The Missing Piece: Loss of a Twin

by Meredith
Originally Published: 

Two years ago, we got a major surprise and boarded an emotional roller coaster. I was pregnant again, less than a year after having our daughter, Madison. We’d only known that for a week or so and were still getting used to the idea of having two under two. When I saw my OB in early July to confirm the positive test, she thought I might be further along than initially calculated. She decided I’d get an ultrasound the next day, so we could work with an accurate date.

Adam was in Texas for work. When I called him to let him know that I’d be having an ultrasound earlier than we thought, he offered to try and cut his trip short. But after we talked for a while, we decided that was silly. My friend was coming to watch Madison, and this was just the dating ultrasound. He was at a new job, and although it would be possible to reschedule his meetings and change his flight, I told him to stay. So, alone I went.

“Are you sure you’re ready, honey?” the ultrasound tech wanted to know as I lay on the table vulnerable and exposed.

“Why? Is it bad?” My heart dropped. “There’s no heartbeat, is there?”

She gestured to the screen. “I see two.”

“Wait, you see two what?”

And then it was right there. Two heartbeats. Two sacs. Two babies.

After the rest of my appointment, a blur of extra literature and twin terminology (I was carrying fraternal twins, each with their own placenta) and plans put in place for my “high risk” status, I started texting frantically. I told my husband to call me ASAP.

His response: I will. Everything ok?

Mine: You tell me…

I got home and freaked out to my poor best friend, with our three collective children around us. She had just convinced me that two under two was going to be ok. Now I was going to have three under two – three under 18 months, and that was something neither of us knew how to handle.

When Adam and I talked that night, we were still thrown by this news. We just kept thinking of the stuff we’d need. Madison was still a baby herself! What would this do to her? We’d need to double everything – car seats, cribs, high chairs. We’d need a bigger car! How on earth were we going to manage?

Over the next few days, we let our families and a few more friends know. People were thrilled and excited and full of ideas and ways to help, and we started to come around. We could do this. It was still unbelievable, it was still overwhelming, but we were forming a plan.

The day before Madison’s first birthday, as I neared the end of the first trimester, I woke up bleeding.

I’d be warned that bleeding was very common when carrying multiples, but when I called the office, the midwife I spoke to wanted me to come in right away. Just to check. She wanted to know if I could leave and get into the office in the next half hour.

Adam was home this time, but Madison was sleeping. We had a few minutes to decide if we should wake her up and all go, or if I should head in myself. There wasn’t time to get a sitter. Once again, I was alone with the tech and the probe. And when I drove home, I was again overwhelmed. Now I was only carrying one living baby.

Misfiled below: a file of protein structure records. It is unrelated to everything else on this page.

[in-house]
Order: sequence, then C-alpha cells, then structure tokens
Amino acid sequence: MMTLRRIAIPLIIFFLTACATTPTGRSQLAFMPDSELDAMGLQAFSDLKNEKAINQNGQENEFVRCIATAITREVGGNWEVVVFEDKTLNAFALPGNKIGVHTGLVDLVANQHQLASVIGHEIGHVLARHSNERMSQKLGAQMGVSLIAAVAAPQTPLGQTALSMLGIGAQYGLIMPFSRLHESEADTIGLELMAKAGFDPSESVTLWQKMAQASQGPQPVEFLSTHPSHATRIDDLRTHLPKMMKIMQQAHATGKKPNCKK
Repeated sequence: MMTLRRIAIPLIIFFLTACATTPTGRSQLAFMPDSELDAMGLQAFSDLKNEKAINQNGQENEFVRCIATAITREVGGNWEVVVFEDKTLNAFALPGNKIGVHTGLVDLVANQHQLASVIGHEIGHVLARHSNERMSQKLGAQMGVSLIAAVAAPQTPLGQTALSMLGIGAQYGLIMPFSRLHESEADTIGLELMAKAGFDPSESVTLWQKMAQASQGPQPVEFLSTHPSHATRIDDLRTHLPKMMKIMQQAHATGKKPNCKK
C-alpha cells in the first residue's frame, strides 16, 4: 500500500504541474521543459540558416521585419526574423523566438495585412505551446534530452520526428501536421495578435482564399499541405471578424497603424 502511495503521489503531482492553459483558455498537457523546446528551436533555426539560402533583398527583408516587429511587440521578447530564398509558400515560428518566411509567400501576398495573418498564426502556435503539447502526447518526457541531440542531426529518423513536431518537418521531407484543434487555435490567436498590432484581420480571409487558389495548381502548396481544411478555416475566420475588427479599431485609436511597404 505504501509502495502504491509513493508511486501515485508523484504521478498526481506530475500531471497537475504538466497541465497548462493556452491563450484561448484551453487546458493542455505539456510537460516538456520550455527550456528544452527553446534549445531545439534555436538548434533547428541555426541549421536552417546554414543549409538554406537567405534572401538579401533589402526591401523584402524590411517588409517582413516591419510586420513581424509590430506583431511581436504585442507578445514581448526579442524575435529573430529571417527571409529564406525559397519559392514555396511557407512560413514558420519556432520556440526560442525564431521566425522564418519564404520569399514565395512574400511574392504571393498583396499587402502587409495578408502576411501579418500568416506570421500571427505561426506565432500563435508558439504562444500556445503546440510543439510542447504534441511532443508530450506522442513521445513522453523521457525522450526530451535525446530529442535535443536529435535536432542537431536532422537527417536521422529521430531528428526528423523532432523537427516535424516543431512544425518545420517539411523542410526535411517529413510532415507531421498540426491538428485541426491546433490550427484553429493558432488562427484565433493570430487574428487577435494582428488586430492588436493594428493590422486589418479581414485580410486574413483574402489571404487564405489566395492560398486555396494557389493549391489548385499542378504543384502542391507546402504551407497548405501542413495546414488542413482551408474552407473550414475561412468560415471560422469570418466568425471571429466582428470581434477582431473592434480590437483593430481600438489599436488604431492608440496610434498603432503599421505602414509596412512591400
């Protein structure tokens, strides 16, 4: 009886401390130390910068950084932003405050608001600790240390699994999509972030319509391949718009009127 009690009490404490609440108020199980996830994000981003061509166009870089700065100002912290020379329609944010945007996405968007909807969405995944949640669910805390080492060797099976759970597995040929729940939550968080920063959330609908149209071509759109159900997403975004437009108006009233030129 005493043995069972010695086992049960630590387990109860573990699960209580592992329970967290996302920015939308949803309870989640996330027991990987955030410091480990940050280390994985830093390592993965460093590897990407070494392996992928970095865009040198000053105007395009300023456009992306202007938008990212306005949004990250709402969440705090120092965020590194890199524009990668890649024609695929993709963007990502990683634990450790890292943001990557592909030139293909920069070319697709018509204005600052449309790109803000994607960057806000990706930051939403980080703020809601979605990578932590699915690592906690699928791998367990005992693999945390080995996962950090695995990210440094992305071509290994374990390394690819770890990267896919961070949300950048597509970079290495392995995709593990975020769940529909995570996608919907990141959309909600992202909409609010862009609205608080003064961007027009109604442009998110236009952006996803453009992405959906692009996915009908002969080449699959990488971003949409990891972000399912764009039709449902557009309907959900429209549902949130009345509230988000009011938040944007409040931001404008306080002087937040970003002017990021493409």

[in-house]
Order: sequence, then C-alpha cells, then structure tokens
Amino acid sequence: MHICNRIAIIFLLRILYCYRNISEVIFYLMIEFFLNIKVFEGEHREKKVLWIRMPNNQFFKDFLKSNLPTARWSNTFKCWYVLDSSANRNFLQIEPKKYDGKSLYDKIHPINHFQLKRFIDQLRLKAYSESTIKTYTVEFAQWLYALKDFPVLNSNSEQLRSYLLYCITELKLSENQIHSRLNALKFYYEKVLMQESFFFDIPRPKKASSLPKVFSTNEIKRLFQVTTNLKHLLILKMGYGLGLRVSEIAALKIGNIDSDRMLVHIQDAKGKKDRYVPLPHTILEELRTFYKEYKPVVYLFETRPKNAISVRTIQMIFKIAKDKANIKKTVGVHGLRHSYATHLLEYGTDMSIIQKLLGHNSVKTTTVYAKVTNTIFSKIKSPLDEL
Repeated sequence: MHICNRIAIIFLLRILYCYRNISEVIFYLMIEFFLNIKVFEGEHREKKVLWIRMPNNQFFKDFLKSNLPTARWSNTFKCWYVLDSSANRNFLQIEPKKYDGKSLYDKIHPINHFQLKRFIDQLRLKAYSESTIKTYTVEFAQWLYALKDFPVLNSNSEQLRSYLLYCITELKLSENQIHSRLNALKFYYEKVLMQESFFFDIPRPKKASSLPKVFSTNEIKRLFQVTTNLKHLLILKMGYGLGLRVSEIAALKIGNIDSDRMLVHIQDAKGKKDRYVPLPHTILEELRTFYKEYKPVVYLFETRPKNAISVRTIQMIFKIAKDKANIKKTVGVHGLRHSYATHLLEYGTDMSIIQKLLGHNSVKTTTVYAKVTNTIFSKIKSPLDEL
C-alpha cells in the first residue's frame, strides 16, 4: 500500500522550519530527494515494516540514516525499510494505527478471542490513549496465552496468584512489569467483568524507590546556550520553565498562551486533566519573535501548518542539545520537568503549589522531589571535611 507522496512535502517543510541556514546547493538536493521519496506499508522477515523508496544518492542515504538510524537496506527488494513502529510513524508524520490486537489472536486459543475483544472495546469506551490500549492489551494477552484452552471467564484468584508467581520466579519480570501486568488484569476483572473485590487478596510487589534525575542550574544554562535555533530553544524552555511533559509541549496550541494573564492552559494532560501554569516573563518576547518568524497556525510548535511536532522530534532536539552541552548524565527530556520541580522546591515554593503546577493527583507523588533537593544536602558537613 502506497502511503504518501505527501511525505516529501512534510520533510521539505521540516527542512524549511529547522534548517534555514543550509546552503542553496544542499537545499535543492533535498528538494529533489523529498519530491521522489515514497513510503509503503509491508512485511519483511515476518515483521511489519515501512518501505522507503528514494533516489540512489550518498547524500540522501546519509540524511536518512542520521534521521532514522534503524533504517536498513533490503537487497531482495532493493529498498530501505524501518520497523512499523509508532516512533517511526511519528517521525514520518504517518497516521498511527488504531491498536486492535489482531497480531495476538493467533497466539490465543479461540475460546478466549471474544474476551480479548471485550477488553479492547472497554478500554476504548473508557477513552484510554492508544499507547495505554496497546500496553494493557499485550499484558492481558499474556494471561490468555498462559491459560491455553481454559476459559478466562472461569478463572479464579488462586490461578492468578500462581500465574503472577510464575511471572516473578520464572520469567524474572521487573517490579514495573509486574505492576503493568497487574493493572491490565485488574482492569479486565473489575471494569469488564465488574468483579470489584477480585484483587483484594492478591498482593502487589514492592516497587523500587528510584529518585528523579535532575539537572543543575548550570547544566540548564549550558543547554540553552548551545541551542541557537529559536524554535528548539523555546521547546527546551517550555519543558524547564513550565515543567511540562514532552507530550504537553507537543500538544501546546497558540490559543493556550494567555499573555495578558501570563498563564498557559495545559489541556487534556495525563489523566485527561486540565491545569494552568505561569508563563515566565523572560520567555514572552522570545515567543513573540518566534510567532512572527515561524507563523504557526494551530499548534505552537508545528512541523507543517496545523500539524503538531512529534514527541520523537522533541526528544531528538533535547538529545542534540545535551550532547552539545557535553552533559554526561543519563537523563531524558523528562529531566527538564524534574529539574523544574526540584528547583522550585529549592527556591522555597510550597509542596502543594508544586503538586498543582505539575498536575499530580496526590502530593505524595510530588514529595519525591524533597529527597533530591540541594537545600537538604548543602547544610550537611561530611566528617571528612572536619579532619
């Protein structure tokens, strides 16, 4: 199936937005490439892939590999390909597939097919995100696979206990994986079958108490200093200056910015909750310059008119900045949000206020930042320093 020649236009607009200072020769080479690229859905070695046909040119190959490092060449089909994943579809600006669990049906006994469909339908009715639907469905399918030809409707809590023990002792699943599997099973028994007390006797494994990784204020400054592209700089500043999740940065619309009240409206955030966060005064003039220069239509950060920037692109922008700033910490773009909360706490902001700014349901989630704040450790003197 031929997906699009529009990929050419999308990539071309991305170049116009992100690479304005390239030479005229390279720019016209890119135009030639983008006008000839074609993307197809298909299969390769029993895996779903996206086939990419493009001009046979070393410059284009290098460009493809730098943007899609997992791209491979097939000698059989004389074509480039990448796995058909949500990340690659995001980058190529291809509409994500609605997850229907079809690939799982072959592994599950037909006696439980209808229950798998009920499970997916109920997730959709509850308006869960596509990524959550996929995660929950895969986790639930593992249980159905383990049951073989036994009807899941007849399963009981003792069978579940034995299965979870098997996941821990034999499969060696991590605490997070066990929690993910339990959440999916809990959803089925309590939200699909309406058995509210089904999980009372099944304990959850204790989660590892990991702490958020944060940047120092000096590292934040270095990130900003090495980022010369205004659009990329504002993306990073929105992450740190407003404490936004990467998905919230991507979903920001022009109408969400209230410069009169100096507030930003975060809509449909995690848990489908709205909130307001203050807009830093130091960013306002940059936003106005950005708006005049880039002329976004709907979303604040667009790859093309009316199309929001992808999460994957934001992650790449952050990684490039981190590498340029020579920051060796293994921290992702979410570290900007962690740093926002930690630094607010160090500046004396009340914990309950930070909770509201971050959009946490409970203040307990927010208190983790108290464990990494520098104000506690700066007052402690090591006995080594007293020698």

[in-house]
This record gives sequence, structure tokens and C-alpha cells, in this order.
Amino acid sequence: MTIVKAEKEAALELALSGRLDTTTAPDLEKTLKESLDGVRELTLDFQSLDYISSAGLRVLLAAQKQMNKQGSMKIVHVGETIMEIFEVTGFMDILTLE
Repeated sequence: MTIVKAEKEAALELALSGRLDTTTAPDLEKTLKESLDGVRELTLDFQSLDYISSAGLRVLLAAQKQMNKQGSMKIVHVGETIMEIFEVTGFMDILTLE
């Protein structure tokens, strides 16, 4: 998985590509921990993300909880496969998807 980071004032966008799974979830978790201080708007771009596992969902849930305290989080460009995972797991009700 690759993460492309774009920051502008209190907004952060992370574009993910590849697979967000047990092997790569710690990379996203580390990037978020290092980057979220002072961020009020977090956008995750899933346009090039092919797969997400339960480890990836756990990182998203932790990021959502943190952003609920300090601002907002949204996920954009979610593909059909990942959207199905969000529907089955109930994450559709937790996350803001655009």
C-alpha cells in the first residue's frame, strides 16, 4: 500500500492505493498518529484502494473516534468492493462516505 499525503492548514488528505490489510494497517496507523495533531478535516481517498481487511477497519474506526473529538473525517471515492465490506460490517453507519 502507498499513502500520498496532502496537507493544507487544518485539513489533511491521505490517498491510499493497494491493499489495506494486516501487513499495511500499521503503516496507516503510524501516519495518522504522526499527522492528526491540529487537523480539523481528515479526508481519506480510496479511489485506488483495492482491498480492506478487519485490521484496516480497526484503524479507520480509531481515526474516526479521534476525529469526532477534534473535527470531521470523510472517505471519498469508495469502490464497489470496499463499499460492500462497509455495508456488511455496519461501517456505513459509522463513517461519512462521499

The doctors were very kind, assuring me that this is very common in twin pregnancies. Many start that way, but don’t end that way. There was no reason I couldn’t carry Baby A to term.

But how do you process that?

I was sad about the loss, but I left the office still very much pregnant. It was an incredible conflict that I still reflect on. I honestly think of Reagan as a twin. A twin without her twin. I wonder if her brother or sister would be as adventurous, as nimble, as physical as Reagan. Or would having a playmate her own age have calmed Reagan down?

How would our family be different? How different would Madison be, as a big sister to twins?

Reagan’s twin is intertwined with my memories of the pregnancy. In every ultrasound, Baby B was measured until there was nothing left.

After my first miscarriage, I was physically empty. It was over.

After losing Baby B, that baby was still there. Still part of me. I knew there wouldn’t be any procedures, but somehow I hadn’t realized that the baby without a heartbeat would just…stay. Part of the pregnancy. Part of me. Part of Reagan. Part of the whole experience.

There was almost nowhere to turn for answers. I knew people who had lost twin pregnancies, but who were no longer pregnant at all. I knew some people with “vanishing twins”. But my situation? At the end of the first trimester? Almost none that I could find.

When I shared my story with my online group, one of the girls messaged me. Her baby was also a single twin. Her twin pregnancy ended at the end of the first trimester, like mine. We talk periodically, about that situation. She’s gone on to have twins – born on the same day as their older sister – and I asked her if having twins helped her process her first daughter’s situation.

The answer? Not really. The feelings of twin loss don’t go away – even after having twins.

When Reagan is older, we do plan on telling her how she started out. It’s part of her. It’s a piece of who she is. A missing piece.

We’re thrilled with the family we have. We work perfectly as a family of four. We’re not itching to have a third baby, just because at one point, we thought we’d be a family of five.


Two years later and it’s still with me. No matter what, I think it always will be.

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